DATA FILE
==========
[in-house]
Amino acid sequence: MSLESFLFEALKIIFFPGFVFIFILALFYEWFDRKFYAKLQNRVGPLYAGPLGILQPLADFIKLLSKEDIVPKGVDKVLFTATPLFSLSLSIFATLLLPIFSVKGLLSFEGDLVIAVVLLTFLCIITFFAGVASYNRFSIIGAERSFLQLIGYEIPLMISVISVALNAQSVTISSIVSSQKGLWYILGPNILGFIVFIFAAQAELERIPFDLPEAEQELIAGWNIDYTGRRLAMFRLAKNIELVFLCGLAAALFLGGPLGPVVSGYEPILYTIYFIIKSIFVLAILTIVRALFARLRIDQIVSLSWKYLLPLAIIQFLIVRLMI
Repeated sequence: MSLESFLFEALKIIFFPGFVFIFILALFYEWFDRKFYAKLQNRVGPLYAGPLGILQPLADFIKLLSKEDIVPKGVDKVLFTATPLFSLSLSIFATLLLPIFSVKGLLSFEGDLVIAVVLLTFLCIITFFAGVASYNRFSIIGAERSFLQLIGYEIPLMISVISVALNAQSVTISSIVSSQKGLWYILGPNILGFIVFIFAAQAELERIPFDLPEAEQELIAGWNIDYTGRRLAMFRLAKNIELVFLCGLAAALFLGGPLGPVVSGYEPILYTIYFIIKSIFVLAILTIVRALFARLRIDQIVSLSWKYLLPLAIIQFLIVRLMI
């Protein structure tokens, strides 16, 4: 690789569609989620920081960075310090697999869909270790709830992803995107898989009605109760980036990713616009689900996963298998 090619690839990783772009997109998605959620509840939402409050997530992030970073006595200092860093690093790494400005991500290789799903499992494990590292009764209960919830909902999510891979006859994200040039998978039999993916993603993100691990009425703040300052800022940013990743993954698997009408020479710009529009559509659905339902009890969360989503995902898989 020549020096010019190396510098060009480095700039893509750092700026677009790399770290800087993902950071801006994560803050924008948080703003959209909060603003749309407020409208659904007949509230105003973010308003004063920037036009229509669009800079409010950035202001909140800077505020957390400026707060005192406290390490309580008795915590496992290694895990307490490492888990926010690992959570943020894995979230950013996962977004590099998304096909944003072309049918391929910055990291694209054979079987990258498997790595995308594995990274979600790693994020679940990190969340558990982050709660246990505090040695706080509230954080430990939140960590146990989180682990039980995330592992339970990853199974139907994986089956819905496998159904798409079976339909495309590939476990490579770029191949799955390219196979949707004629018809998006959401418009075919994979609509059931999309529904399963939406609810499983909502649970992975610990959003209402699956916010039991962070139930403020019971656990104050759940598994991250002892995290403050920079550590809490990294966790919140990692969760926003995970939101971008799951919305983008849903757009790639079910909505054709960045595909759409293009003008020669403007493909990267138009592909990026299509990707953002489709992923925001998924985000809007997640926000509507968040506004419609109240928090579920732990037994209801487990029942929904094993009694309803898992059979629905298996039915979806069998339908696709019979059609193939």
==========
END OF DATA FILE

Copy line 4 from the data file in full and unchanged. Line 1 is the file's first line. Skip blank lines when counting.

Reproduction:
């Protein structure tokens, strides 16, 4: 690789569609989620920081960075310090697999869909270790709830992803995107898989009605109760980036990713616009689900996963298998 090619690839990783772009997109998605959620509840939402409050997530992030970073006595200092860093690093790494400005991500290789799903499992494990590292009764209960919830909902999510891979006859994200040039998978039999993916993603993100691990009425703040300052800022940013990743993954698997009408020479710009529009559509659905339902009890969360989503995902898989 020549020096010019190396510098060009480095700039893509750092700026677009790399770290800087993902950071801006994560803050924008948080703003959209909060603003749309407020409208659904007949509230105003973010308003004063920037036009229509669009800079409010950035202001909140800077505020957390400026707060005192406290390490309580008795915590496992290694895990307490490492888990926010690992959570943020894995979230950013996962977004590099998304096909944003072309049918391929910055990291694209054979079987990258498997790595995308594995990274979600790693994020679940990190969340558990982050709660246990505090040695706080509230954080430990939140960590146990989180682990039980995330592992339970990853199974139907994986089956819905496998159904798409079976339909495309590939476990490579770029191949799955390219196979949707004629018809998006959401418009075919994979609509059931999309529904399963939406609810499983909502649970992975610990959003209402699956916010039991962070139930403020019971656990104050759940598994991250002892995290403050920079550590809490990294966790919140990692969760926003995970939101971008799951919305983008849903757009790639079910909505054709960045595909759409293009003008020669403007493909990267138009592909990026299509990707953002489709992923925001998924985000809007997640926000509507968040506004419609109240928090579920732990037994209801487990029942929904094993009694309803898992059979629905298996039915979806069998339908696709019979059609193939």